Too difficult to board: In order to board a cruise ship, one would have to use grappling hooks and rope ladders. This would be very dangerous at sea. And the distance between the sea surface and the main deck of a luxury liner is so great that the pirate boarders would find themselves exposed to counter-fire from shipboard security for a dangerously long period of time. Pirates like to strike fast and hard. They can’t afford to spend too much time and effort on simply “boarding.”
Too many passengers: Unlike freighters that have small crews and a lot of valuable goods headed to market, cruise ships carry lots of passengers: in the hundreds. So if pirates do get aboard, they find themselves in the position of having to control a lot of people. Not good for pirates, because a lot of people aboard a vessel with a lot of places to hide and regroup increases the chances of pirates being overwhelmed or surprised by counterattacking passengers.
Counter-piracy and counterterrorism technologies: Today, cruise ships are equipped with a variety of counter-piracy technologies. I mentioned sonic cannon. There are also high-voltage fencing along the exterior rails, metal detectors (to prevent “inside men” from pre-staging weapons), motion sensors, surface radar, powerful searchlights, and deck-launched unmanned aerial vehicles (just like the small tactical UAVs used by American forces in Iraq and Afghanistan) capable of gathering photographic intelligence of pirate boats over the horizon. If pirates do manage to get aboard, there are foams and glues that can be sprayed on decks, even devices that emit low-frequency waves capable of making life debilitatingly uncomfortable for pirates.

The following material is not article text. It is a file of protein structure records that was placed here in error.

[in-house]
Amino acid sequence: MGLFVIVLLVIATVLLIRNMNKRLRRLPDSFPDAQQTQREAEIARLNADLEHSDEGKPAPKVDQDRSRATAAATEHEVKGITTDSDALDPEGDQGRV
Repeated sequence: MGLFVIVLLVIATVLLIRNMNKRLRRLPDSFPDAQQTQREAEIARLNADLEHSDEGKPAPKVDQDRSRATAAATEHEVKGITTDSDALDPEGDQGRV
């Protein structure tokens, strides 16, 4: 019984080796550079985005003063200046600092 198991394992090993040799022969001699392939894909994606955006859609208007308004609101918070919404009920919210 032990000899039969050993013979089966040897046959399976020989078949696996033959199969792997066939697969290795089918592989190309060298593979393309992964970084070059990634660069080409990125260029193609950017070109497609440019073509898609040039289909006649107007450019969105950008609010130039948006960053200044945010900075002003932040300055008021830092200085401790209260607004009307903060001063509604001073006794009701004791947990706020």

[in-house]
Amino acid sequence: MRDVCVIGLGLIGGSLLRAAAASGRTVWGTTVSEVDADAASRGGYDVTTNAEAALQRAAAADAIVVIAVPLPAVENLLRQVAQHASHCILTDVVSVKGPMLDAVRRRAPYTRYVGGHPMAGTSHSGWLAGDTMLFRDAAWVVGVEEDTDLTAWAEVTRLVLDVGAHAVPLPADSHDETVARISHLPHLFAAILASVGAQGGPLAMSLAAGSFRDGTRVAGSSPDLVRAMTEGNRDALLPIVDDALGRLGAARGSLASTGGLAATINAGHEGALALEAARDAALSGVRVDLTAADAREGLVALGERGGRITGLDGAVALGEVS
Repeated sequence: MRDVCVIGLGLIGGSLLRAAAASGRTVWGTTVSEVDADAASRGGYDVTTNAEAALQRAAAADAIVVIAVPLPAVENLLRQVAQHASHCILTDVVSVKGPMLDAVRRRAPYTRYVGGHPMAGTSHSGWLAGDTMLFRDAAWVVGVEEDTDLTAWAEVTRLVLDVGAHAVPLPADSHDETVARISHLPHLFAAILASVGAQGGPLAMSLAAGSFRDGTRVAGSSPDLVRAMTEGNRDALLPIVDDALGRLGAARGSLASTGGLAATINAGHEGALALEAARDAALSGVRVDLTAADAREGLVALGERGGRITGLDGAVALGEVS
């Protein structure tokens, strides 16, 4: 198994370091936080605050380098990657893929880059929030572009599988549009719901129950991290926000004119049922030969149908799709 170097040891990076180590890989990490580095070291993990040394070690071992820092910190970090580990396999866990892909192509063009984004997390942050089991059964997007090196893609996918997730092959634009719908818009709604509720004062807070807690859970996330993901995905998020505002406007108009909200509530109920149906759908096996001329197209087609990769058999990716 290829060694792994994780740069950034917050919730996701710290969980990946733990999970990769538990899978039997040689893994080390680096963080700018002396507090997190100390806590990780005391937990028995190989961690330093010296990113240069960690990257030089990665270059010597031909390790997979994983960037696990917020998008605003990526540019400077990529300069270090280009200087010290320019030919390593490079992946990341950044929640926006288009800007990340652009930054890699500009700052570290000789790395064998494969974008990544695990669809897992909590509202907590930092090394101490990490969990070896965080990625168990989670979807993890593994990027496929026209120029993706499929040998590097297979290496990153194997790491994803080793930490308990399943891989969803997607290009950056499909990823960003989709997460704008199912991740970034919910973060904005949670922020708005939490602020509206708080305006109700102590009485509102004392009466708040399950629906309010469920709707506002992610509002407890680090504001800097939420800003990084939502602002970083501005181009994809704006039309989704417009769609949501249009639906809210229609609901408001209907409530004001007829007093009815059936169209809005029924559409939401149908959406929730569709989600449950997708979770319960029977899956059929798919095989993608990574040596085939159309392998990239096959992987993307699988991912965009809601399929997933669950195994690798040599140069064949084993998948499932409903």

Tough security forces: Cruise-ship security forces are now hiring former commandos — British Special Air Service, U.S. Special Forces, Navy SEALs, Recon Marines, and the like — to police and defend ships. No pirate wants to cross swords (or submachineguns) with a special operator.
Of course, our own Navy and Marine Corps have a colorful history of fighting and defeating pirates, particularly the Barbary Corsairs in the early 19th century. Regular shipboard and special warfare sailors also have engaged pirates in little-publicized actions around the world in the 21st century. On Saturday, USS Carter Hall, an amphibious-landing ship operating off Somalia, fired warning shots over the bow of the pirate-seized freighter Danica White. The Carter Hall then destroyed three skiffs, which the pirates had used to attack and board the cargo ship. But the problem for sailors involved in counter-piracy operations today is three-fold: First, U.S. Naval forces were dramatically downsized after the Cold War, and the forces we have are heavily involved throughout the world in the War on Terror. Second, pirates in the 21st century are often very well-equipped: They have computers, satellite phones, GPS receivers, long-range telescopes, and the same weapons any international terrorist might have. Third — and this may be difficult to grasp unless one has ever spent any real time at sea — the oceans cover over 70 percent of the earth, and 60 percent of those oceans are international waters where anyone has the freedom to roam.
Fortunately, most pirates operate in remote areas, relatively close to shorelines that can be avoided. Also they are not nearly as determined as terrorists. Unfortunately, some pirates and terrorists are one and the same, and terrorists are certainly able to move freely throughout pirate communities.
Granted, after the failed attack on the Seabourn Spirit, the threat of pirates attacking cruise ships is pretty low. But an attack — whether from pirates or terrorists — is an attack. And if bad guys are capable of hitting us in lower Manhattan, northern Virginia, and over the Pennsylvania countryside; they are certainly capable of hitting us anywhere on the high seas.
But I wouldn’t cancel my travel plans.
–A former U.S. Marine infantry leader, W. Thomas Smith Jr. writes about military issues and has covered war in the Balkans, on the West Bank, and in Iraq. He is the author of six books — including co-author of The Complete Idiot’s Guide to Pirates – and his articles appear in a variety of publications.